|go ahead... be a heretic|
The story of a strange line of code: pos($_) = pos($_);by ambrus (Abbot)
|on Mar 09, 2010 at 23:37 UTC||Need Help??|
This meditation answers the question why writing pos($_) = pos($_); in a perl program could ever make sense.
The following code tokenizes AMSrefs format. It is an excerpt from an actual code I wrote, modified slightly here to run standalone. (You don't need to know what AMSrefs is to understand this meditation, but it's a text format to describe bibliographic references in scientific publications, similar to BibTeX.)
As you can see, line 39 has the expression pos($_) = pos($_). This doesn't seem to do anything useful, so I'll explain here why I added it to the code.
If you run this code, you see that it dumps the type and content of each token it finds. When writing the code, I tested it exactly this way: I ran it on some example input and made it print the tokens it's got. I would think that if I made an error in one of the tokenizing rules, it would be easy to find out by examining the output. If a rule would match too much, I would see tokens in the output where there's no such token; if it would match too little, I would see either other tokens matching that part of the text, or, at worse, the fallback rule in line 41 kick in if no other rule would match.
Indeed, I made some mistake in one of the regexes in @toktab, and this was such that regex would accidentally match the empty string. I'm not sure what the exact mistake was, but let's assume that I wrote [qr/[A-Za-z0-9_\-\.]*/, "word"], instead of [qr/[A-Za-z0-9_\-\.]+/, "word"],. Per what I said above, one would think that this mistake was easy to recognize: we'd get lots of extra tokens with type word with the empty string as content. Indeed, if you change the regex this way in this code, you get that result.
That's not the output I'd see at that time though. If you both introduce this mistake in the regex and remove line 39 from the above code, so you get the following code, and run it, you'll see what I have got.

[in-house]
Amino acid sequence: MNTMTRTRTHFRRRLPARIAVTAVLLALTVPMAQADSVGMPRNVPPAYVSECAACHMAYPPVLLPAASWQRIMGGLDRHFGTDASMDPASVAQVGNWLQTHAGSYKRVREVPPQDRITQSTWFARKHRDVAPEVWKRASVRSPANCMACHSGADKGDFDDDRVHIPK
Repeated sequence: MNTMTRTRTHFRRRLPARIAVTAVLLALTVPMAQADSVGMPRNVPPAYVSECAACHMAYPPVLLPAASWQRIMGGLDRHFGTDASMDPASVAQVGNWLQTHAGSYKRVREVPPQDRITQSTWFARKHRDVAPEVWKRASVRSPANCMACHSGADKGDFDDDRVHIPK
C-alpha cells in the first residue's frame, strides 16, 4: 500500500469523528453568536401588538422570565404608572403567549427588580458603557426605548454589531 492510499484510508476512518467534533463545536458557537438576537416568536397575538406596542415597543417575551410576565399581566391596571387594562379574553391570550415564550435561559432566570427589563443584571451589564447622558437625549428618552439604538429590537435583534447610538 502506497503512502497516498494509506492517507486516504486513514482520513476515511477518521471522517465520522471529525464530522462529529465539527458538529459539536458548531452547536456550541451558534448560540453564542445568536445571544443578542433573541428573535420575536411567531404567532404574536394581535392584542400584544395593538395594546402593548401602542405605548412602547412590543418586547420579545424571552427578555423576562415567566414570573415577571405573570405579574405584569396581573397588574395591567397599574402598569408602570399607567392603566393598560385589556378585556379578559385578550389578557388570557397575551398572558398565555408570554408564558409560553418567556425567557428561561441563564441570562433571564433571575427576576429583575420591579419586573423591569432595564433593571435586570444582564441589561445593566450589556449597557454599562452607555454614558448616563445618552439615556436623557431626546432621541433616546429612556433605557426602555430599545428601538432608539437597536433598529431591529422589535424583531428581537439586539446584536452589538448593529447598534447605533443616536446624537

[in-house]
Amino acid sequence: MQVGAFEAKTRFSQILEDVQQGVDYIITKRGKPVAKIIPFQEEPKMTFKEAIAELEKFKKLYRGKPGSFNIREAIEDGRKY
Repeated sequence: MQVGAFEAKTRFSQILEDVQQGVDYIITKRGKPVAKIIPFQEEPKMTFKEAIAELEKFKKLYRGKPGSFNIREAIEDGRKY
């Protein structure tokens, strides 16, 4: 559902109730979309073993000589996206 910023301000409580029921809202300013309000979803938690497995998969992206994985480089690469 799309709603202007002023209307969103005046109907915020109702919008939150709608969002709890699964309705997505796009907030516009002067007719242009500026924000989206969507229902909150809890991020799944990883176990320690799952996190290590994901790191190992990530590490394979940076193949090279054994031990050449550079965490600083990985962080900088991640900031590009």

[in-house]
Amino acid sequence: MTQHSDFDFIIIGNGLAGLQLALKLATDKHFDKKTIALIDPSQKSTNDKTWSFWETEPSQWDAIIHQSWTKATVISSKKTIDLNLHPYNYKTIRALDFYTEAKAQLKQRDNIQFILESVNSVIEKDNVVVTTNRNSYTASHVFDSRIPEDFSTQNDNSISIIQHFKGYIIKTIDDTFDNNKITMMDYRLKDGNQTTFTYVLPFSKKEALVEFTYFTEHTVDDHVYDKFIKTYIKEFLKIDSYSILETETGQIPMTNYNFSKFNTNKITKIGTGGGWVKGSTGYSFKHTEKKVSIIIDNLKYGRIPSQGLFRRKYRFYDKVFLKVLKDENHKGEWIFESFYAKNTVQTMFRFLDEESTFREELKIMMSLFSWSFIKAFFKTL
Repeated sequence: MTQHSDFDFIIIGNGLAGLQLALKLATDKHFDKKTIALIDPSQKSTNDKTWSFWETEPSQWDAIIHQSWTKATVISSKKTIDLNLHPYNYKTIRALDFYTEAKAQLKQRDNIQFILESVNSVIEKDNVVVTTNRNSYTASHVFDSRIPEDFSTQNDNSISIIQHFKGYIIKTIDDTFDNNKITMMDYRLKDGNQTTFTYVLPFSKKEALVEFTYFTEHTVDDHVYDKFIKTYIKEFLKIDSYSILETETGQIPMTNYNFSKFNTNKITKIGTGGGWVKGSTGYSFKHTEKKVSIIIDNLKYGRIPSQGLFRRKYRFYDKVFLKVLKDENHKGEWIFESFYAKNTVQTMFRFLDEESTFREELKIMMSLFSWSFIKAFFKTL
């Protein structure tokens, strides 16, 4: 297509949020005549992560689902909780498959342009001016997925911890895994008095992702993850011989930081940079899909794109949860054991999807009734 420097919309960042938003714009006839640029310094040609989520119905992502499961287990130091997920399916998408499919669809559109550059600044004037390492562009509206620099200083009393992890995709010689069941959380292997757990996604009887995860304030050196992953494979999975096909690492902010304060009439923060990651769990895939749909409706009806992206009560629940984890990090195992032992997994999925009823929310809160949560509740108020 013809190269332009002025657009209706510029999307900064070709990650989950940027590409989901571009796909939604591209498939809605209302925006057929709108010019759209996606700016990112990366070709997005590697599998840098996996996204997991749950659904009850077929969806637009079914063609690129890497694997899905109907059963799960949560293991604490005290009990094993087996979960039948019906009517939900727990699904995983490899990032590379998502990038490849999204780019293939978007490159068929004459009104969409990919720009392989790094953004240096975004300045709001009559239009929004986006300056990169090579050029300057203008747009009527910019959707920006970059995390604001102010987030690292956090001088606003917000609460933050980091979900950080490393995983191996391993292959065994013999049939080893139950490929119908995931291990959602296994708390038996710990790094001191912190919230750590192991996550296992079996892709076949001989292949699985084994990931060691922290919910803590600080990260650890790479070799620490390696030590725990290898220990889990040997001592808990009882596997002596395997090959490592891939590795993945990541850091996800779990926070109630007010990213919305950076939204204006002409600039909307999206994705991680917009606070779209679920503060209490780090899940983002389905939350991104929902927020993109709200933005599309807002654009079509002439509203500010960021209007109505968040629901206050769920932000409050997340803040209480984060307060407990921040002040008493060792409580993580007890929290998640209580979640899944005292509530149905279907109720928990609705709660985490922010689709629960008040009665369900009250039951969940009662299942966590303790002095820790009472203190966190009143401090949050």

You get no tokens, only the error message from line 45. Now that's clearly impossible. No matter how I'd mess up the rules in @toktab, I thought, the code could never run on that line, because if no rule matched then either there were some characters left in the input, in which case the match on line 40 would succeed and you'd get the error from line 41; or there's no characters left in which case line 42 would match and the loop would exit.
So at this point, I ask you, dear reader, explain if you can how the code could ever run to line 45, despite that I just proved that impossible.
The answer is the following. Once the buggy rule for word tokens matches the empty string at the end of the input, perl's rule against repeatedly matching the empty string kicks in, and the other regex in line 42 can't match the empty string at the end of input. If you don't know what this rule is, it's described in the section Repeated Patterns Matching a Zero-length Substring in perlre. (Without that rule, the buggy tokenizer wouldn't even reach the end of input, instead it would repeatedly extract empty word tokens at the first possible place.)
That section from the manual also tells the solution to this problem.
The additional state of being matched with zero-length is associated with the matched string, and is reset by each assignment to pos().
That's why I added the statement pos() = pos(); to line 39 of the code. This way, even if one of the tokenizer rules are wrong and can match the empty string at the end of the input string, line 42 will still match the same empty string again, thus line 45 can truly never be reached and we get an informative output.
Note that line 39 is only executed after all the rules in @toktab failed to match, so it won't cause the buggy rule to match the same empty string an infinite times repeatedly. Once line 39 is executed, we'll leave the loop one way or another.